“Oh, I like Jesus fine! Terrific fellow!” he teased back. “I just think of Jesus as a little less, well, European let’s say. He was a Middle Eastern Jew, of course. I like to think of him as a rugged-looking carpenter with a big, loving smile but with a hint of sadness in his eyes–someone who’s joyful but knows heartache–and maybe some crow’s feet around his eyes from the sun.”
“I like that, she said. “I do love to think how Jesus identifies with human struggles.”
“Well, I have long days to think about such things,” he said. She didn’t follow up on the “long days” comment. He wasn’t sure if he meant he was busy, or lonely, or both. “Pretty old clock there,” he said.
“A Federal banjo clock.”
“And this?” he asked, picking up another object.
“A hog ringer.” He sure seems interested, she thought. “Okay, we’ll get back to the truck and I’ll take you around.”
“What in the world is this?” he said, picking up an object from a table. He looked curiously at the tag.
“That’s a hair waver. When women wanted to put a wave in their hair, before electric curling irons, they used wavers. You put the metal end in the stove, then put it in your hair.”
“Good grief. That’s interesting. You must need some real talents to be in this business!”
“Well, you’ve got to have knowledge of the market: what’s valuable and what’s not, what will sell and what won’t. Some antiques will sell almost immediately; some are more difficult to move, and that doesn’t depend upon what I myself may like. You’ve also got to have something akin to taste, which in this case is knowing what some hypothetical customer might think is beautiful. Also you have to have some idea of how valuable items are if they’re in excellent condition or if they’re damaged in some way. For instance, a cup and saucer set shouldn’t be chipped or cracked in any way, but a genuine Route 66 sign–I know a fellow who’s after one–could be in terrible shape but still be worth a few hundred dollars. You need a good head for numbers and your current cash-flow, because you can’t carry around a laptop to check your accounts when you’re out buying, you know.”
“Looks like you’re fully set-up, though,” he said, glancing behind her counter as they returned to the front of the store. He noticed her many copies of antique price guides. “That’s a terrific old phone,” he said, thinking of Claudia and his dream.
“Yeah, that’s kind of a joke. It’s a rotary dial but I had it rewired so it would work with the modem. I think of my work as a service to people. I have electronic mail, so I can take people’s antique wants over the computer. I like to see people happy, so I fixed this old phone, and I’ve got this Lionel train to go around the balcony.” She flipped the switch behind the counter; the model train’s sound filled the empty store.
“People think that’s fun. I wish you could see how happy some people are when they find something in the store! Maybe they’ve been looking for a particular antique for a long time, or maybe they see something that reminds them of their childhood. Some people are collectors; some want to redecorate their homes. Lots of times I’m able to find things for people when they request certain antiques; I’ve got networks and contacts. I just live for that look in people’s eyes! I feel like I’m a kind of a conduit for bringing them joy, and also an awareness of their cultural heritage.”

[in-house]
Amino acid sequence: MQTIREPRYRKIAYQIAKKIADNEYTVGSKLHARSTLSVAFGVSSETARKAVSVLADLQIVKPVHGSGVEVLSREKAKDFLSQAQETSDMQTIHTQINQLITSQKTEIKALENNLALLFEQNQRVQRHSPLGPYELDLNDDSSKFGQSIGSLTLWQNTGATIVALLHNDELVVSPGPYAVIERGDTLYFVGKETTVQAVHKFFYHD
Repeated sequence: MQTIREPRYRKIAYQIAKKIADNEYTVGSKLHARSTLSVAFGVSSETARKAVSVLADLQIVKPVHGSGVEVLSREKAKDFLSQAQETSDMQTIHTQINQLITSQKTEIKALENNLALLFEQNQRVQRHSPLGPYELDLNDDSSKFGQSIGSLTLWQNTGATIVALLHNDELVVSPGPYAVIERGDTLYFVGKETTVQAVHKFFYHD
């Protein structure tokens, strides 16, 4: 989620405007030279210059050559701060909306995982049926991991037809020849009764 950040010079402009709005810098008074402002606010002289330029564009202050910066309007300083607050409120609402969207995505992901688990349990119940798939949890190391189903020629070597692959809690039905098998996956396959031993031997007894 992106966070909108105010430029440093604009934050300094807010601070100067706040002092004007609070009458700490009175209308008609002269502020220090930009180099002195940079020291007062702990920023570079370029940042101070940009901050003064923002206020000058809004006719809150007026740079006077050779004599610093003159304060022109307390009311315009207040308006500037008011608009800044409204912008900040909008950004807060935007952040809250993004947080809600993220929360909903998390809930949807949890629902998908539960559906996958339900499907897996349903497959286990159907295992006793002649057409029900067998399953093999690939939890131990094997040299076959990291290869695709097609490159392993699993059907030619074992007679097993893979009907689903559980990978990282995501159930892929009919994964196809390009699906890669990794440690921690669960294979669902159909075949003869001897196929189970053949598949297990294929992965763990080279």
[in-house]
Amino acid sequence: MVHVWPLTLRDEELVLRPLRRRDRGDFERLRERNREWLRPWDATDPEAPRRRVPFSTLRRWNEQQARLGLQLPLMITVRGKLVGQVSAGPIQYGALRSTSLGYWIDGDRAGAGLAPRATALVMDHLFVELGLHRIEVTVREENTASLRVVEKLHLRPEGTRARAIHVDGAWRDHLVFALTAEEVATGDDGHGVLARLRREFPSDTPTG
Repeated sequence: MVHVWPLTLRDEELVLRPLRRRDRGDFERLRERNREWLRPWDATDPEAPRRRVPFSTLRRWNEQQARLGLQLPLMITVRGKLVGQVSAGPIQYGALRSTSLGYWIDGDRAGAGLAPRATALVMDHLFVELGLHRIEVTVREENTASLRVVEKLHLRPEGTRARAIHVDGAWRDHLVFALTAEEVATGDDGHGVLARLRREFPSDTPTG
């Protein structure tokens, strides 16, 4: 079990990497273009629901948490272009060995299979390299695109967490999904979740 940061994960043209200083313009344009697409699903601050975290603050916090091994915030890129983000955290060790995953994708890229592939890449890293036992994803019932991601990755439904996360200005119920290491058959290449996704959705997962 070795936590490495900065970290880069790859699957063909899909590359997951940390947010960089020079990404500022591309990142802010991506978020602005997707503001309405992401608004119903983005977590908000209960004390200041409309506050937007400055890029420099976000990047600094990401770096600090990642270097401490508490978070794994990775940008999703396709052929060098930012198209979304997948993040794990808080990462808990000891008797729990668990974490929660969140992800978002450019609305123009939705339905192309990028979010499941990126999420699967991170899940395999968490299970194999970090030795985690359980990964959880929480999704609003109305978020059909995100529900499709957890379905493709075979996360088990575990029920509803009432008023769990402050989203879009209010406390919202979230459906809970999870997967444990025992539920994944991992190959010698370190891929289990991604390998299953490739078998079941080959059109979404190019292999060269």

“That’s a wonderful sentiment,” Gabe said, smiling. He liked her so much! The two of them both tried to make history real and meaningful to people. He tried to tell history’s stories. She found its artifacts.
“I’ve also got this CD player–” she turned it on, and Mozart’s The Marriage of Figaro filled the shop. He grimaced that she left her compact discs in the machine. “People like it, and I LOVE working to music.”
“Same here! I love Mozart.”
So he loves classical music, too, she thought. Very good! “I like Mendelssohn and Prokofiev, too,” he said, “and Wagner.”
“Me too. I love Parsifal–how the wandering hero heals the king’s wound and redeems the realm. Except Kundry is a total loser.” Gabe laughed. “I mean, really! Most of Wagner’s heroines just up and die when they lose their men! Senta, too. Give me a break! Get a backbone, girls!”
She chuckled at herself. “I also love Vaughan Williams, and Copland. I play a lot of those two composers. The Pilgrim’s Progress is a favorite, and Appalachian Spring.”
“I love those, too!” He glanced curiously around the story, absorbing its details. “Who are these people?” he asked, looking at the framed photos behind the counter.
“Everyone who’s operated a business in this location: my parents and me, my grandparents, and my great-grandparents.”
“How wonderful. But it looks like you and your dad are angry in this picture here,” he said, pointing at the family shot. “You’re both glaring”
“I’d just punched him in the nose.”
That made Gabe laugh aloud. “What? He made me mad, that’s all!
“I know it’s a silly picture,” she added. “One thing about it: it was taken the last time our family was together at my great-grandma Harmon’s farm. In fact, Grandpop–Arthur Harmon–took that picture. So it has more sentimental value than photographic quality.”
“Your mother was very pretty,” he said. Then he glanced at the framed magazine cover and blinked his eyes. In the picture Becky wore a sultry and backless, long black dress as she leaned against an antique mantel, her bare arms crossed casually upon the mantel’s shelf. Below the hem, one of her feet stretched idly behind her, showing the curve of her heel and arch and the soft line of her calf. Her sparkling, dark eyes looked out provocatively, yet amused, at the camera. Gabe couldn’t believe how gorgeous she was. “Is that you? That’s a very famous magazine!” he said.